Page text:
Monday, March 06, 2006


After work today I went to the movies and saw Capote.
There are a handful of books I've picked up over the years and not finished, two of them are In Cold Blood by Truman Capote and The Great Gatsby by F. Scott Fitzgerald. Of course, both of those were years ago - these days I seem to finish every book no matter how hard-going it is (the best example of this would be the gigantic space opera I read late last year).
But this is only a very round about way to admit that I hadn't read the book before I went and saw the movie. And anyway, the movie is not a movie of the book, but a movie about Truman Capote and his experience of writing the book.
Capote was already a famous and successful writer when the movie begins in the late '50s, his most renowned book being Breakfast At Tiffany's. Then he reads a newspaper item about the shotgun murder of a family on a Kansas farm, and at the time he was writing for the New Yorker, so he went out there to do a piece on it. But when he met one of the two murderers, Perry Smith, he became obsessed with him, and decided to expand the magazine article to novel-length, and this became the first non-fiction novel.
Phillip Seymour-Hoffman plays Capote and he is excellent. Capote must have had a very unusual voice, because throughout the movie Hoffman speaks like a baby. You can see that people don't know what to make of him and his strange baby-voice. But as he says at one point in the movie, all his life he has had to deal with people who judged him by the way he spoke.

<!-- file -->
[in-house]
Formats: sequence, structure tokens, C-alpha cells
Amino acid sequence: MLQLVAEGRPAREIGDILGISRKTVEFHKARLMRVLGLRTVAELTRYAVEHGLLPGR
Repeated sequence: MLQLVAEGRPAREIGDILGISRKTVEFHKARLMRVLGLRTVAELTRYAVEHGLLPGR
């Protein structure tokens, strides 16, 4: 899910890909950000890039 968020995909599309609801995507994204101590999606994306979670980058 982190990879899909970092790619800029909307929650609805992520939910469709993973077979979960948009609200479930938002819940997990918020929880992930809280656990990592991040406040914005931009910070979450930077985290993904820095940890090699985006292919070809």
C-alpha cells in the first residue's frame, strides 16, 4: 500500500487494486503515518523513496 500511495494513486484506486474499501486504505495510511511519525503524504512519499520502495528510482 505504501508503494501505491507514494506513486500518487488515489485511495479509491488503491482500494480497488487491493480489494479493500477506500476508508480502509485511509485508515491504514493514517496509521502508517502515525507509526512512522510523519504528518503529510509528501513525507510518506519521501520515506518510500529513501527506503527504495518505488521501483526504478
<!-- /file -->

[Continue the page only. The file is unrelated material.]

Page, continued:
The murderer Perry Smith is played by Clifton Collins Jr, an excellent performance. His character shows no emotion at all, only a vague sense of confusion as to what he is doing there in prison, and no doubt in the world itself. There's never any doubt that he did it, and he never claims otherwise.
The essence of the movie is the nature of the relationship between Smith and Capote. Even though at times they call it a friendship, it's really not, although Capote does get a better lawyer to launch an appeal against the death sentence, but his main focus is always the book he is writing. It's about the exploitational nature of the writer and his subject. Does he actually care about this guy sentenced to death? Near the end, Capote is seen in a club getting drunk and complaining that 'they' are torturing him with these stays of execution, which is delaying his finishing the book.
Also noteworthy is Catherine Keener playing Harper Lee, a close friend of Capote and his research assistant, who at that time was writing To Kill A Mockingbird. There was an amusing scene where a bunch of male writers are asking her about her book, saying things like, "Oh, how's that book of yours going? What's it called? Killing a Bird?" She says, "Yeah, that's close enough." Even Capote himself seems so wrapped up in his own problems to care about his friend getting published.
Anyway, it was a very good movie and I enjoyed it.
There were a lot of people in the theatre and many of them had noisy food packets that they seemed to squeeze and rattle the most during the quieter moments of the movie. Why can't they wait until a noisy part of the movie, I wonder? Is it because they are thoughtless swine who just can't wait to shove the next greasy mouthful into their slavering gobs? I can arrive at no other conclusion. *OINK! OINK!*


Brent McKee said...

With regards to Truman Capote's voice, for many years he was a fixture on various talk shows in the United States, such as Dick Cavett, Johnny Carson, and others, so I heard him speak a number of times. Philip Seymour Hoffman got his voice pretty much exactly right.

Stratu said...

Wow, so he really dig speak like that.
Thanks very much for the comment.